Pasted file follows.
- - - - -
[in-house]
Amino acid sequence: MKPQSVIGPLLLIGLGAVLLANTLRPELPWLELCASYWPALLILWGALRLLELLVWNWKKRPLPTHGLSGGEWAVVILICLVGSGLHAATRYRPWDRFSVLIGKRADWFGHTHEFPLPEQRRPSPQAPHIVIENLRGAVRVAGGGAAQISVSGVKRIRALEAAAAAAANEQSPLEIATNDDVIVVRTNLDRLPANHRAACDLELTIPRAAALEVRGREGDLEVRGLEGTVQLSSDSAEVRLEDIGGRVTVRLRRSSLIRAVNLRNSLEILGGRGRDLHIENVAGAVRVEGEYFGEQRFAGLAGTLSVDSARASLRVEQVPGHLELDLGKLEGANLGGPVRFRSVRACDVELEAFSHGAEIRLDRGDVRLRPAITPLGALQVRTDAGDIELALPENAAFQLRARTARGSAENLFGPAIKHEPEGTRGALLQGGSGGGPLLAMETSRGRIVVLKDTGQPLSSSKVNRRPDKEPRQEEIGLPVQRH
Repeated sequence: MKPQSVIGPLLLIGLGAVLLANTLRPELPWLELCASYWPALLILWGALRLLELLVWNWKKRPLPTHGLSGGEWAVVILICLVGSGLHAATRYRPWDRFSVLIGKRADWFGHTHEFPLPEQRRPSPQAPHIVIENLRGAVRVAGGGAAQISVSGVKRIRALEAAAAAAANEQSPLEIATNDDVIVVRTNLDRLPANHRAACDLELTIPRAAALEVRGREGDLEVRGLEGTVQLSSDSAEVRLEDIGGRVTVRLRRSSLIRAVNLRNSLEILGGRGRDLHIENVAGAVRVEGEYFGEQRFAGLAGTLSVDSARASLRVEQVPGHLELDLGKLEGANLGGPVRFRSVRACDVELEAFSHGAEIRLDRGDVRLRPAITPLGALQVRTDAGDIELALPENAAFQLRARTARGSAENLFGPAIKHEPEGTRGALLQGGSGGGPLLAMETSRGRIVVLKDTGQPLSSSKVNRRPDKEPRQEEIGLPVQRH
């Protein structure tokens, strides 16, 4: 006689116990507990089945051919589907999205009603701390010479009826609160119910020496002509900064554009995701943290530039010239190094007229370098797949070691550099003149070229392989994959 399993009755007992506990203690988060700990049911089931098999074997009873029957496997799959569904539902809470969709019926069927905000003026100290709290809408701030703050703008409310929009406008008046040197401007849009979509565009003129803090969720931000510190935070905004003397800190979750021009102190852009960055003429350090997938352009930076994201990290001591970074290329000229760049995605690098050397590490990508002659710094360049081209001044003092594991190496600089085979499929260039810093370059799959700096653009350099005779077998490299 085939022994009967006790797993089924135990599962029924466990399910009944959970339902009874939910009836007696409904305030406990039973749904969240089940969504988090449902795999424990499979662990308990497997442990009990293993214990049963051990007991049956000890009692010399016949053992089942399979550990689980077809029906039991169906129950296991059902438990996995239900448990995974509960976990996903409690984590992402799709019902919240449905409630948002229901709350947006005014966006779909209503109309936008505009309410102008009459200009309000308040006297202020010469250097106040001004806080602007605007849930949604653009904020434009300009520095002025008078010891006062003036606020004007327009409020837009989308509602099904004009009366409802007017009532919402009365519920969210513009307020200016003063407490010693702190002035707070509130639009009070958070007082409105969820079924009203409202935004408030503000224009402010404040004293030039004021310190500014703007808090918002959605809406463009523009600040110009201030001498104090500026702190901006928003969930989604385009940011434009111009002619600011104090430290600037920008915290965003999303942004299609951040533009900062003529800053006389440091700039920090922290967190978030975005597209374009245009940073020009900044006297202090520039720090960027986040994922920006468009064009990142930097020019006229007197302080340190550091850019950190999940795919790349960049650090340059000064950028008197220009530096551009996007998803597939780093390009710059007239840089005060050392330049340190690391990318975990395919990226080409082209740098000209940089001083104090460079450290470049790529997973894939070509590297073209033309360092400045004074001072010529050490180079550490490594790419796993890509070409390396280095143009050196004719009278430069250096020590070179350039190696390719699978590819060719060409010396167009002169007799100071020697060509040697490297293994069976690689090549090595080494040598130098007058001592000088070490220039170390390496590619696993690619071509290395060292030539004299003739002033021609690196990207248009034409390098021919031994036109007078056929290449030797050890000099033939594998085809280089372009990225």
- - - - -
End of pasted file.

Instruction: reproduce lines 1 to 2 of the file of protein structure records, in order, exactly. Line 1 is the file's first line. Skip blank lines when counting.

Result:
[in-house]
Amino acid sequence: MKPQSVIGPLLLIGLGAVLLANTLRPELPWLELCASYWPALLILWGALRLLELLVWNWKKRPLPTHGLSGGEWAVVILICLVGSGLHAATRYRPWDRFSVLIGKRADWFGHTHEFPLPEQRRPSPQAPHIVIENLRGAVRVAGGGAAQISVSGVKRIRALEAAAAAAANEQSPLEIATNDDVIVVRTNLDRLPANHRAACDLELTIPRAAALEVRGREGDLEVRGLEGTVQLSSDSAEVRLEDIGGRVTVRLRRSSLIRAVNLRNSLEILGGRGRDLHIENVAGAVRVEGEYFGEQRFAGLAGTLSVDSARASLRVEQVPGHLELDLGKLEGANLGGPVRFRSVRACDVELEAFSHGAEIRLDRGDVRLRPAITPLGALQVRTDAGDIELALPENAAFQLRARTARGSAENLFGPAIKHEPEGTRGALLQGGSGGGPLLAMETSRGRIVVLKDTGQPLSSSKVNRRPDKEPRQEEIGLPVQRH